Friday, October 23, 2009


One hostelry was £26 more per night than the other.  You're bound to work out which, so, I wil not spoil your guesswork by telling you.

Both hostelries had open wifi  access.  One gave step by step directions how to connect, you were cautioned however, that your hardware had to be wifi compatible.

The other place, gave the connecting  number and you got on with it.  The assumption being, I expect, that if you were travelling with your electronic kit, you would know how to operate it.

Why is it that hotel rooms tend to be dreadfully over-heated? The radiator in the first one was off, but the hot system pipes threw out relentless heat.  Out front there was a noisy ring road and the rain was pelting down.  I did open the window but not all night.

Looking around the room reserved for me, I was underwhelmed by its sub-standard state of decoration and for the  full up cost.  It would be easy to detail everything that was ripped,chipped and falling apart.  The floor covering might have been described as a carpet, once upon a time.  There was a high risk of being scalded in the bathroom.   I was grateful the bed was quite comfortable and, irrespective of the heat levels, I was tired enough to get some sleep. I slept till  it sounded as if someone's feet went through the worn wobbling and echoing floorboards, both above and in the corridor outside my room. 

For breakfast you could have a 'continental' (nothing cooked) but being in Scotland, and also, it being on the menu, I selected natural smoked haddock for breakfast.  The coffee, which I was assured was good filter coffee, served in a stainless steel jug left on my  table, was made like tar and had probably been left to set like tar.

Oh delight!  The bed and breakfast hotel I had reserved, was a palace.  It was not, of course, but the comfort, apparent cleanliness and decorative levels were superior to the formal hotel I had stayed at the night before.  The only similarity was the uncomfortable temperature overnight.  The difference was  that in the early hours, I felt chilled and woke to put more covers on my bed.

Breakfast choices were different, cooked and uncooked breakfasts were there for you to take both, if you wished.  The filter coffee machine was visible and you helped yourself to a pleasant morning cuppa or three, as desired.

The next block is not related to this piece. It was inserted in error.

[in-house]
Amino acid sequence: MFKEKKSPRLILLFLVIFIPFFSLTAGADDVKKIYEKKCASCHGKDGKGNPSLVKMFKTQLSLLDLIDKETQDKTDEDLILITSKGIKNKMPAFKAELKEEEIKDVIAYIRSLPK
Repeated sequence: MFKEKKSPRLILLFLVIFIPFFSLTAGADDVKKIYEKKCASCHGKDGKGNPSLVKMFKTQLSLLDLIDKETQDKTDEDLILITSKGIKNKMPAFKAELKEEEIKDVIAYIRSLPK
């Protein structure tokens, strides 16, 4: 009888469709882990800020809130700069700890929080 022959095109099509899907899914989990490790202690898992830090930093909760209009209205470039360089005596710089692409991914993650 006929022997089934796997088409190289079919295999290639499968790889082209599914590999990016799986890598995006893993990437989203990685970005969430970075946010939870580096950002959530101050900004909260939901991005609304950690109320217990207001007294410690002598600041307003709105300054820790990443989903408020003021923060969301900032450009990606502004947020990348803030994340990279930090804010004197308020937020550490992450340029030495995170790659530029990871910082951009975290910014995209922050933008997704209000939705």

Surprisingly,  for both places being in Scotland, neither offered porridge for breakfast.  Now, unless you are in the porridge masterchef competition class, there's no great complicated technique to making porridge, other than not to present it in a dish looking like a lump of spikey dough.


adamantixx said...

any hostelry can be forgiven an awful lot if their food excels and it surprises me that porridge is so shunned north of the border.

ZACL said...

You sound more forgiving than I feel about the first place, especially as the full charge was made; no allowance for the state of the room. I queried this, and was told some parts of the hotel were being or had been transformed, money couldn't be given for everything!!

Sure, I enjoyed the fish. It was just as well it was on the breakfast menu as the rest was uninteresting and the cold collation was tired.

I won't repeat the experience of staying with that group again. Believe it or not, it was an international chain.

I don't quite understand the neglect of porridge. I don't know if it is general. I have had one decent bowl of it at one B & B in Stirling. I just wonder how many guests would ask for it if porridge was available.

Anonymous said...

it sounds very odd that a business that depends so much on returning clients does so little to keep them happy and although i am generally forgiving, i'd still look for alternative accomodation the next time.
am i a heathen for liking sugar on my porridge, i wonder?

ZACL said...

Sweetening Porridge is what many people do, sugar, syrup or honey is used. Some people like to make porridge with milk, adding salt to the contents of the pan.

I have seen porridge created with water, salt added in the cooking, the cooked cereal then served; at the side of the dish would be a breakfast cup with milk which each hot spoonful of porridge would be dipped into. The cold milk would cool it and coat the porridge. This is a traditional method of serving and eating porridge in some Scottish areas, not all.

Are you a heathen? with all the variations outlined above, I think I can safely leave you to judge that. :)

ZACL said...

P.S. Another milk variation is to pour milk over the porridge in the bowl, thereby cooling all of the top surface pretty quickly.